“Flat-Packed” Roman Funerary Bed Found in London

In 2019 I wrote a news article on Ancient Origins about the UK’s first “flat-pack” medieval home. Now, archaeologists in London have announced their discovery of an incredibly well-made, and remarkably well preserved, flat-packed Roman funerary bed.

Representing a national “first,” the Roman funerary bed was recovered from a former Roman cemetery near Holborn viaduct in central London. The Roman bed burial was found alongside five oak coffins, adding to a collection of only three other Roman timber coffins ever found in London.

The funerary bed features carefully carved feet. Meanwhile, the joints were secured with small wooden pegs and analysis has determined that the artifact was crafted from “high-quality oak.” Evidence suggests the bed was dismantled, before being set in the 20 or 30-years old Roman man’s grave.

“Flat-Packed” Roman Funerary Bed Found in London

Roman bed burial was recovered within a former Roman cemetery, whose location is circled in red within this reconstruction of Roman London by Peter Froste. (MOLA)

Roman Bed Discovery Was a Complete Surprise

According to The Guardian, the Roman burial site is connected to the now-underground River Fleet. In fact, this natural humidifier is why the graves were found so well preserved. Writing in The Guardian, Michael Marshall, an artifacts specialist with the Museum of London Archaeology, MOLA, said the Roman bed was “carefully taken apart and stashed, like flat-packed furniture for the next life.”

Marshall explained that the find site, located outside the walls of the Roman city, was about 6 meters (19.7 ft) beneath the modern ground level. While the area had been excavated in the 1990s, discovering the intact Roman bed came as “a complete surprise,” who added that he had “never anything like it before.”

“Flat-Packed” Roman Funerary Bed Found in London

Archaeologist during the excavation of the flat-packed Roman funerary bed. (MOLA)

Revealing Symbolic Significance of the Roman Funerary Bed

Glass beads, a vial containing residue and a decorated lamp, all discovered at the site of the Roman cemetery, all dated to the earliest period of Roman occupation in Britain, between 43 AD and 80 AD. Previous to these new finds, archaeologists only had written accounts of beds being included in Roman funeral processions. These artifacts also appear carved on tombstones.

However, this discovery demonstrates that people were actually buried with Roman funerary beds. This is “the first time” hard evidence for these artifacts being used in funerary rites has ever been found in Britain, explained Marshall.

The Roman bed featured a carefully carved defeated Roman gladiator, described by Marshall as being “kind of a wonderful thing.” The symbolism of the fallen gladiator, according to the MOLA archaeologist, “makes sense in a funerary context.” He said it can be understood to represent someone who is dying, but fighting against death. Thus, analysis of such burial symbolism reveals the subtleties of mourning in the Roman world.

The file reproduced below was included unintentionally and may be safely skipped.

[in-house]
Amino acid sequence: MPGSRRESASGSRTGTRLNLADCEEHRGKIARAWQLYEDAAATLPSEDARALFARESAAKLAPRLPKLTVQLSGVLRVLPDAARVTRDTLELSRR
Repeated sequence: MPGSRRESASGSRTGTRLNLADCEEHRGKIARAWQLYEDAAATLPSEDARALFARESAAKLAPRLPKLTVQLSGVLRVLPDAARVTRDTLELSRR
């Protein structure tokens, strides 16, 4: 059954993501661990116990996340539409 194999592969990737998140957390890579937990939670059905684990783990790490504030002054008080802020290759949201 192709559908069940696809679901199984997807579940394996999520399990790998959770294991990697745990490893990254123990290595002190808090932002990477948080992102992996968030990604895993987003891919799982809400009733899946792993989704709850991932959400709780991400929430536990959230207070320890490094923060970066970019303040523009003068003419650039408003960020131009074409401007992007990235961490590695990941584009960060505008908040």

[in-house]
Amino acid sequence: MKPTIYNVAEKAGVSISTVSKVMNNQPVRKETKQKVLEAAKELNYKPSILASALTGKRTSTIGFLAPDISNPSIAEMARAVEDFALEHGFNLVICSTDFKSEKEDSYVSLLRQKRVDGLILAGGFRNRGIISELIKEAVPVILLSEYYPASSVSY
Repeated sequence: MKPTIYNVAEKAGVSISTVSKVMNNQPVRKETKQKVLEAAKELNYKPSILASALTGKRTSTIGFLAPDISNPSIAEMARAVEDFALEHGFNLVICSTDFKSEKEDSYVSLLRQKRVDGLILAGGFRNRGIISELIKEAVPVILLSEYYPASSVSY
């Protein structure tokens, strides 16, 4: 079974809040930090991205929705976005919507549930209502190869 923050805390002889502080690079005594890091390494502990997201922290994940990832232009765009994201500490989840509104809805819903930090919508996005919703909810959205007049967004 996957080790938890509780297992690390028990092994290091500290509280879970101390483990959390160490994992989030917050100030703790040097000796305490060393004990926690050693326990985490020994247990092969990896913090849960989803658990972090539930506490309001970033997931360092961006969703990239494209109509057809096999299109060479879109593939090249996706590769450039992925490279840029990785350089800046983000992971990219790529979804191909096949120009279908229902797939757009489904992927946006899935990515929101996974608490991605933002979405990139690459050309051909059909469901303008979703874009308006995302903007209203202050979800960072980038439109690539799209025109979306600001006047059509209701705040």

“Flat-Packed” Roman Funerary Bed Found in London

Other artifacts found within the Roman cemetery which revealed the Roman funerary bed included a Roman lamp, a glass vial and beads. (MOLA)

Roman Bed Burial Provides Evidence of High-Status

Described as “one of the fancier pieces” of furniture from Roman Britain, no other grave goods were found with the Roman bed burial. But the quality of wood, and skills displayed by the craftspeople who made it, suggests it was “almost certainly” the burial of a high-status person. Marshall said the bed display’s “proper joinery, as opposed to something banged together.”

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The Romans founded London as Londinium in 47 AD, later building a bridge over the River Thames. The settlement represented an important port, with roads leading to other Roman outposts in Britain. A British Museum article explains that one of the most important legacies of the Romans in Britain was their Roman road network, “which formed the skeleton of communications in Britain until the 18th century.”

However, the Roman road network only connected a handful of Roman cities, with “truly Roman foundations,” including York and London, while most other population centers had pre-Roman, Celtic origins. This highlights the importance of London within the greater Roman empire, and remained the largest Roman city in Britannia until 410 AD. What this all means is that whoever was buried with the “flat-pack bed” belonged to the upper-upper crust of the Roman hierarchy.

Top image: The Roman funerary bed during excavations in London and a reconstruction of the bed. Source: MOLA

By Ashley Cowie